Links and documents
1928/01/01 to 1928/12/31
Listed on the Canadian Register:
Statement of Significance
Description of Historic Place
The Birsay United Church is a Municipal Heritage Property located on First Street East in the Hamlet of Birsay in the Rural Municipality of Coteau No. 255. The property features a one-storey, red-brick church built in 1928.
The heritage value of the Birsay United Church lies in its continuous use as a place of worship since its construction. Alternating Methodist and Presbyterian services commenced in Birsay in 1908 and these congregations were combined in 1925 with the creation of the United Church of Canada. In 1927, planning started for the building of a new church. The congregation raised $14,000 and hired Regina architect F. H. Portnall to design the church and Regina contractor John Spray to build it. Construction was completed in 1928 and regular services, Sunday school classes, funerals, weddings, and baptisms have taken place at the church ever since.
The heritage value of the property also lies in its historical integrity. The building features a pressed face-brick veneer and the interior fittings are hardwood. The church also features a number of interior decorative features and there have been no significant structural or interior changes to the building since construction.
The heritage value of the building also lies in its architecture. The church features a Gothic Revival influence. The building’s interior is shaped in the form of a cross and features a rare pyramidal ceiling with tiled-hardwood veneer, which contributes to the church's excellent good acoustics.
The heritage value of the Birsay United Church also lies in its status as the dominant landmark in the Hamlet of Birsay. The Church is the oldest and the most architecturally elaborate building in the community.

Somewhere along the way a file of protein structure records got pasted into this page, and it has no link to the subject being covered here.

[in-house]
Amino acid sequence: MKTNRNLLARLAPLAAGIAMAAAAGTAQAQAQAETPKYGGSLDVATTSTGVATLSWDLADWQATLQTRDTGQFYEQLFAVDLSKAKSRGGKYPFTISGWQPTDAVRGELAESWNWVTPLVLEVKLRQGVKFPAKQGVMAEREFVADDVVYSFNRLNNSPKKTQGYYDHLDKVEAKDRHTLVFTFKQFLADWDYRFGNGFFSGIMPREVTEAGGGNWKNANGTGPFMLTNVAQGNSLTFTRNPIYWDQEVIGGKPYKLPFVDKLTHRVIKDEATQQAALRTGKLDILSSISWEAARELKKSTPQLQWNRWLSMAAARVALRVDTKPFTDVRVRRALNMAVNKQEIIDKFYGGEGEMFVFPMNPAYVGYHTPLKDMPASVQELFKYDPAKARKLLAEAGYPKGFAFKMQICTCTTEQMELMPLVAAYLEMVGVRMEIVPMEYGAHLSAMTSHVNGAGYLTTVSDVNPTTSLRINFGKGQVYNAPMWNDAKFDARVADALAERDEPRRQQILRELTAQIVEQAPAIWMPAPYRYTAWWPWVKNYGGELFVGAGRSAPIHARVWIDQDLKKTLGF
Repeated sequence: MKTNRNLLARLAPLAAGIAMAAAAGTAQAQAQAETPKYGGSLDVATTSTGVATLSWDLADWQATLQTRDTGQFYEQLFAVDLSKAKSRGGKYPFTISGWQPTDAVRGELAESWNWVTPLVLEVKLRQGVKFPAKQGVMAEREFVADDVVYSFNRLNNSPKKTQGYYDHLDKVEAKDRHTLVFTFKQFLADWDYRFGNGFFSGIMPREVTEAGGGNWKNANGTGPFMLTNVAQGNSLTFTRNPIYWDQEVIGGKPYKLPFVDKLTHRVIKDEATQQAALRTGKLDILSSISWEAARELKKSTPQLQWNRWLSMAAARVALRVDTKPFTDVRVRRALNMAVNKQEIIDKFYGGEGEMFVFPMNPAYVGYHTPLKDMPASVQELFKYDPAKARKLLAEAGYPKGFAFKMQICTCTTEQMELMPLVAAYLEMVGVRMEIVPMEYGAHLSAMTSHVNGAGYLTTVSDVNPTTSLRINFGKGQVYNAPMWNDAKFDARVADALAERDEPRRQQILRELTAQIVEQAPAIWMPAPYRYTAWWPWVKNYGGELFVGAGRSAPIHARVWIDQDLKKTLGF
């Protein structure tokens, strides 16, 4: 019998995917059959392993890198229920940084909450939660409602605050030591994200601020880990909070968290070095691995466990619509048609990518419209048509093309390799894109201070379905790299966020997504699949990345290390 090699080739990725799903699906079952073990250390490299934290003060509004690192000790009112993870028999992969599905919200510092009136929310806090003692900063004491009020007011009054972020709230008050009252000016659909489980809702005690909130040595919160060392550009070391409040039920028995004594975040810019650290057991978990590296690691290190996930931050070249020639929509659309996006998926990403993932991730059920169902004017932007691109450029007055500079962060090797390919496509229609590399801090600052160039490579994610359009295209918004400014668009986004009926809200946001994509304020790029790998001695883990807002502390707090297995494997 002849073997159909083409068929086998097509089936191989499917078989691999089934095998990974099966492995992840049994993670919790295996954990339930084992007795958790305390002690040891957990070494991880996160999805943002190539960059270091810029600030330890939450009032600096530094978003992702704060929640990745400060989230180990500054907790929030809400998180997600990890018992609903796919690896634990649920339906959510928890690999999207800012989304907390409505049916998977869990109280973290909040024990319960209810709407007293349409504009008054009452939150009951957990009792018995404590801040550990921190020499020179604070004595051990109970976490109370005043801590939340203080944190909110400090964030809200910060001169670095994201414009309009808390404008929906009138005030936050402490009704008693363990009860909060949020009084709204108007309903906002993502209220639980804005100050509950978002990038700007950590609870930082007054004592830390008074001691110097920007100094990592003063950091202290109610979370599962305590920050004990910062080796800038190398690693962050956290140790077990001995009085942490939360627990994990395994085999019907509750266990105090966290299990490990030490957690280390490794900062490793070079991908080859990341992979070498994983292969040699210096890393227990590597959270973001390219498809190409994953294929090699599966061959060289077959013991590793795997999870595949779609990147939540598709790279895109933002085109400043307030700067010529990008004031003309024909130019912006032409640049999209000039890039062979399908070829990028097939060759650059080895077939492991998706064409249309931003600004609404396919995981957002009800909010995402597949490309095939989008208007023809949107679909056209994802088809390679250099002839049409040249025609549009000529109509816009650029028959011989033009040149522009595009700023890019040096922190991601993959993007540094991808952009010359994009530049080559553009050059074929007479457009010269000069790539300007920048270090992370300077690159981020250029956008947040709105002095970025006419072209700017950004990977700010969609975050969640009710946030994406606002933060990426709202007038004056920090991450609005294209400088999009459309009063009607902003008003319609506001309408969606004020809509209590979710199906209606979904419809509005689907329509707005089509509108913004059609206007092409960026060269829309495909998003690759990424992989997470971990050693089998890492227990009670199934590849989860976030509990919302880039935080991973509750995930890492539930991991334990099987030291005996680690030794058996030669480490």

Village of Birsay Bylaw 1-1997.
The heritage value of the Birsay United Church lies in the following character-defining elements:
-those elements that reflect the property’s history of operating continuously as a place of worship and its status as a landmark since its construction, such as its position on its original location;
-those elements that reflect the property’s historical integrity, such as the red-brick veneer, original windows and glass, choir stall, hardwood floor, interior hardwood decorative features, original curved pews and the pyramidal ceiling with tiled-hardwood veneer;
-those elements that reflect the property’s Gothic Revival architecture, such as its gable roofs and bell tower;
-those elements that reflect the property’s status as a community landmark, including its position on its original location.
Local Governments (SK)
Heritage Property Act, s. 11(1)(a)
Municipal Heritage Property
Theme - Category and Type
- Building Social and Community Life
- Religious Institutions
Function - Category and Type
- Religion, Ritual and Funeral
- Religious Facility or Place of Worship
Architect / Designer
Location of Supporting Documentation
Department of Culture, Youth and Recreation
Heritage Resources Branch
1919 Saskatchewan Drive Regina, SK
File: MHP 1860
Cross-Reference to Collection